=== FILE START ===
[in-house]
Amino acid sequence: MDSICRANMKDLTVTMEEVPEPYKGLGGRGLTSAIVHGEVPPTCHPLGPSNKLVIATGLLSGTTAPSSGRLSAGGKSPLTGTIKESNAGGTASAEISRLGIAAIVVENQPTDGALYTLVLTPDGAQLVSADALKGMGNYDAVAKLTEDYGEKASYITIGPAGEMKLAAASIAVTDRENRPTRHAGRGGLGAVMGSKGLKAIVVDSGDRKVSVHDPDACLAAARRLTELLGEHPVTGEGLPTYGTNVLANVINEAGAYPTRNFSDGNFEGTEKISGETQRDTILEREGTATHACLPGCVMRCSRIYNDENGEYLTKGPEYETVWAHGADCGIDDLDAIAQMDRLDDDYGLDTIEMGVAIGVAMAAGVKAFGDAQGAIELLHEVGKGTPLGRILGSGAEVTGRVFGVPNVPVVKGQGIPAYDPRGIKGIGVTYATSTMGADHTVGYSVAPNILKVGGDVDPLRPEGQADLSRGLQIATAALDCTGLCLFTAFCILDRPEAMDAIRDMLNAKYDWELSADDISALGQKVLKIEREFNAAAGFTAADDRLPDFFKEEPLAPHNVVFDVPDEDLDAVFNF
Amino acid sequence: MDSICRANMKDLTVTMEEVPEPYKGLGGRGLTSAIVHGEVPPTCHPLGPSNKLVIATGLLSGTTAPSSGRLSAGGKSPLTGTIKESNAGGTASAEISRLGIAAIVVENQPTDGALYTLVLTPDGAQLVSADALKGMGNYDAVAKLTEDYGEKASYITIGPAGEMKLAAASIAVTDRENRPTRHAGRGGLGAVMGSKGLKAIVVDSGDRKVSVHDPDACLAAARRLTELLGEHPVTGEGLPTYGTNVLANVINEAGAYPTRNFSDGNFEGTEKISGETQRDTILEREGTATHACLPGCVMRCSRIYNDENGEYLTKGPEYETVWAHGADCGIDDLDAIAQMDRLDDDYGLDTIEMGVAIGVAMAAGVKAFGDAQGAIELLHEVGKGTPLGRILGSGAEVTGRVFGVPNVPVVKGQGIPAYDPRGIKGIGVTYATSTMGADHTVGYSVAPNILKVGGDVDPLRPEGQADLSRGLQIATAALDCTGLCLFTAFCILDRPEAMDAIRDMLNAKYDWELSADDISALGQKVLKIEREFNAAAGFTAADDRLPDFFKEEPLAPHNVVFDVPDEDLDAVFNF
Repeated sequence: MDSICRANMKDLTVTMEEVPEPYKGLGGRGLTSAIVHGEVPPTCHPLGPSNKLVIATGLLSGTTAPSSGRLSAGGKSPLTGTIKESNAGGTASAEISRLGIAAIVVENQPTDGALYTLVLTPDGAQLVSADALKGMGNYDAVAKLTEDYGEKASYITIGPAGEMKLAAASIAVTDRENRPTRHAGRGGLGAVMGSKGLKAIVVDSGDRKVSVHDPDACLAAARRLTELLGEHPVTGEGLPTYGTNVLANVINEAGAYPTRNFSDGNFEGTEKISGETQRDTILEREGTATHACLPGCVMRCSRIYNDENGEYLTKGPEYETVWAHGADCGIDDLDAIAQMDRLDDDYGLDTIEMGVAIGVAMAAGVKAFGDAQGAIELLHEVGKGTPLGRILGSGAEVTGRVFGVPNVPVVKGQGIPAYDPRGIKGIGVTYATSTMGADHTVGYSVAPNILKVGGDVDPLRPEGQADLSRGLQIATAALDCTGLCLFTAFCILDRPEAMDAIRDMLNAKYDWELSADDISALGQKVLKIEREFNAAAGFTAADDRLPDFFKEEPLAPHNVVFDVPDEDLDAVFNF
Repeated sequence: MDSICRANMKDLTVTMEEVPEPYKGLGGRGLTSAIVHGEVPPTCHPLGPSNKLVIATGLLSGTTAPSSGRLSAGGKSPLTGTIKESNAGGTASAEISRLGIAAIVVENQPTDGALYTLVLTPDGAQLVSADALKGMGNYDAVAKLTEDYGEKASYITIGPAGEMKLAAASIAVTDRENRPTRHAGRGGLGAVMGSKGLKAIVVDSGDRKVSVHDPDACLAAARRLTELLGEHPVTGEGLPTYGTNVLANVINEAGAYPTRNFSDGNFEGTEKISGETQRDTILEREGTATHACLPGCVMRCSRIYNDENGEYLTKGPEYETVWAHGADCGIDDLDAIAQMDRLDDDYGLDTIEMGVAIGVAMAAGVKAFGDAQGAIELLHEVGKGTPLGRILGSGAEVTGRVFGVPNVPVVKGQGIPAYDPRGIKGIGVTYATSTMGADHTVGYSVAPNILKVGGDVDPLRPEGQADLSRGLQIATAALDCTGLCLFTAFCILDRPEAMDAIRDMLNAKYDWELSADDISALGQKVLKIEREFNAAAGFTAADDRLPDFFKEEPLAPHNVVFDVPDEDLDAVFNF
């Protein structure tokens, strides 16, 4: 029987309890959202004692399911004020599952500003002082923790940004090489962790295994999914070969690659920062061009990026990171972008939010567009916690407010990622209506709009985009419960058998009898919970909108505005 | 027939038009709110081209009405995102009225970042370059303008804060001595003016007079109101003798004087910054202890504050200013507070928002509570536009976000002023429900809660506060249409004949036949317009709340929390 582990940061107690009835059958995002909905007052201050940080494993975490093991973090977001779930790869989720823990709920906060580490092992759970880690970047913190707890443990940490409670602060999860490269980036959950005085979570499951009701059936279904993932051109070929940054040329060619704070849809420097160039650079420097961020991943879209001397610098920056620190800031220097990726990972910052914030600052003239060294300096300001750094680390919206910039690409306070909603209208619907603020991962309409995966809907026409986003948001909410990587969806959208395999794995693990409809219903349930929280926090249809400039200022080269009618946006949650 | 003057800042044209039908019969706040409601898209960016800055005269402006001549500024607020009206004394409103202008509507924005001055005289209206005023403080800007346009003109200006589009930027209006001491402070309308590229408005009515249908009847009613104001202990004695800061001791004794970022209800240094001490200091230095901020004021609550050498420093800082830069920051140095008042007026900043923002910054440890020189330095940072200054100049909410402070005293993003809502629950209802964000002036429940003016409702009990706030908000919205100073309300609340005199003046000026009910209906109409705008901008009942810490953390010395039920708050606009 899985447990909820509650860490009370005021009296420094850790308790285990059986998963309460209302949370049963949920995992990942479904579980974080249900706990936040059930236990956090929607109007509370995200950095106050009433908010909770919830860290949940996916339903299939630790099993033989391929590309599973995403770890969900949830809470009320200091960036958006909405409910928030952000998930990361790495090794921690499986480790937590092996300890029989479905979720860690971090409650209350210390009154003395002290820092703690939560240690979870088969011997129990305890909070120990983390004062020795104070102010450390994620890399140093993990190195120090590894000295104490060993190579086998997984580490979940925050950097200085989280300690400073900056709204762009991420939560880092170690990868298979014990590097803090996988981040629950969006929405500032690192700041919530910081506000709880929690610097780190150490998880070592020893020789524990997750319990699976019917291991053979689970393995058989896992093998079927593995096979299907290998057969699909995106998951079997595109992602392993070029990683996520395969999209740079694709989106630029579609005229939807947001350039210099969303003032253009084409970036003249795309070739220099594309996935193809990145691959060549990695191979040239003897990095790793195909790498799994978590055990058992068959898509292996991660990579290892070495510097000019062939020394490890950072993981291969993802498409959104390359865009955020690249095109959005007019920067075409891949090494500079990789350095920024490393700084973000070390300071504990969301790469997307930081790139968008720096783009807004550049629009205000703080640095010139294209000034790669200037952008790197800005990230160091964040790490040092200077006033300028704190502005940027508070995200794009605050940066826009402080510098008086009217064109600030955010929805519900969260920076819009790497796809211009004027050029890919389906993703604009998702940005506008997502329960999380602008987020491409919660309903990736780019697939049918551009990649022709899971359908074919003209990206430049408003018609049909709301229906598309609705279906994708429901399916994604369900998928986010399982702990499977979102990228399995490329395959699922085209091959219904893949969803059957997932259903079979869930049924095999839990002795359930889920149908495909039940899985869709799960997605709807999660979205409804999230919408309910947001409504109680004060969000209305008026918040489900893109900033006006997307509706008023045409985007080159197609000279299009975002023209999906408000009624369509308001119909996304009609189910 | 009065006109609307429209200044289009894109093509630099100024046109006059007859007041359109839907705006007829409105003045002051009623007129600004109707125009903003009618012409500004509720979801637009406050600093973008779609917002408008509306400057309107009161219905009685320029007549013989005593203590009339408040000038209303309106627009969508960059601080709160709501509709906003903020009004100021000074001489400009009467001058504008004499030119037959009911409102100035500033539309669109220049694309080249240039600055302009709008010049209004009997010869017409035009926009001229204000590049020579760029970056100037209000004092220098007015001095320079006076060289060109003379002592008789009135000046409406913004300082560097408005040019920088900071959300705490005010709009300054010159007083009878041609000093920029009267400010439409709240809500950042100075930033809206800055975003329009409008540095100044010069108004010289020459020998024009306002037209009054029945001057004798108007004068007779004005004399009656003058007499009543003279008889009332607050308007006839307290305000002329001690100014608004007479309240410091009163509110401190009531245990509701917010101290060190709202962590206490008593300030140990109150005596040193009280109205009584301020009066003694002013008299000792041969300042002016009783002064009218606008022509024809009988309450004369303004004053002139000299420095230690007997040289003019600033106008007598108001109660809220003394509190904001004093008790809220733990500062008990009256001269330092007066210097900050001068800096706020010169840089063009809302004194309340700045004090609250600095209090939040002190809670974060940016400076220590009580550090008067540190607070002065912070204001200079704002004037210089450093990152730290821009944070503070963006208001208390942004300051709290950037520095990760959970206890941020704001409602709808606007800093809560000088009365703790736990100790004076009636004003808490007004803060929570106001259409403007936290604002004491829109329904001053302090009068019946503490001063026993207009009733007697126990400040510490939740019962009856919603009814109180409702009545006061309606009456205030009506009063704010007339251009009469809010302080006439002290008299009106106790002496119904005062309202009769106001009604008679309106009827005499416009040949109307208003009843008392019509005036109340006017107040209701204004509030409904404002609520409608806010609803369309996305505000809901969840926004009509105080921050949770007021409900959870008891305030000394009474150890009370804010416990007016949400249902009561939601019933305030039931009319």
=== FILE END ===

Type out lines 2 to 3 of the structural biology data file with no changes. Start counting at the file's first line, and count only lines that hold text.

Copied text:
Amino acid sequence: MDSICRANMKDLTVTMEEVPEPYKGLGGRGLTSAIVHGEVPPTCHPLGPSNKLVIATGLLSGTTAPSSGRLSAGGKSPLTGTIKESNAGGTASAEISRLGIAAIVVENQPTDGALYTLVLTPDGAQLVSADALKGMGNYDAVAKLTEDYGEKASYITIGPAGEMKLAAASIAVTDRENRPTRHAGRGGLGAVMGSKGLKAIVVDSGDRKVSVHDPDACLAAARRLTELLGEHPVTGEGLPTYGTNVLANVINEAGAYPTRNFSDGNFEGTEKISGETQRDTILEREGTATHACLPGCVMRCSRIYNDENGEYLTKGPEYETVWAHGADCGIDDLDAIAQMDRLDDDYGLDTIEMGVAIGVAMAAGVKAFGDAQGAIELLHEVGKGTPLGRILGSGAEVTGRVFGVPNVPVVKGQGIPAYDPRGIKGIGVTYATSTMGADHTVGYSVAPNILKVGGDVDPLRPEGQADLSRGLQIATAALDCTGLCLFTAFCILDRPEAMDAIRDMLNAKYDWELSADDISALGQKVLKIEREFNAAAGFTAADDRLPDFFKEEPLAPHNVVFDVPDEDLDAVFNF
Amino acid sequence: MDSICRANMKDLTVTMEEVPEPYKGLGGRGLTSAIVHGEVPPTCHPLGPSNKLVIATGLLSGTTAPSSGRLSAGGKSPLTGTIKESNAGGTASAEISRLGIAAIVVENQPTDGALYTLVLTPDGAQLVSADALKGMGNYDAVAKLTEDYGEKASYITIGPAGEMKLAAASIAVTDRENRPTRHAGRGGLGAVMGSKGLKAIVVDSGDRKVSVHDPDACLAAARRLTELLGEHPVTGEGLPTYGTNVLANVINEAGAYPTRNFSDGNFEGTEKISGETQRDTILEREGTATHACLPGCVMRCSRIYNDENGEYLTKGPEYETVWAHGADCGIDDLDAIAQMDRLDDDYGLDTIEMGVAIGVAMAAGVKAFGDAQGAIELLHEVGKGTPLGRILGSGAEVTGRVFGVPNVPVVKGQGIPAYDPRGIKGIGVTYATSTMGADHTVGYSVAPNILKVGGDVDPLRPEGQADLSRGLQIATAALDCTGLCLFTAFCILDRPEAMDAIRDMLNAKYDWELSADDISALGQKVLKIEREFNAAAGFTAADDRLPDFFKEEPLAPHNVVFDVPDEDLDAVFNF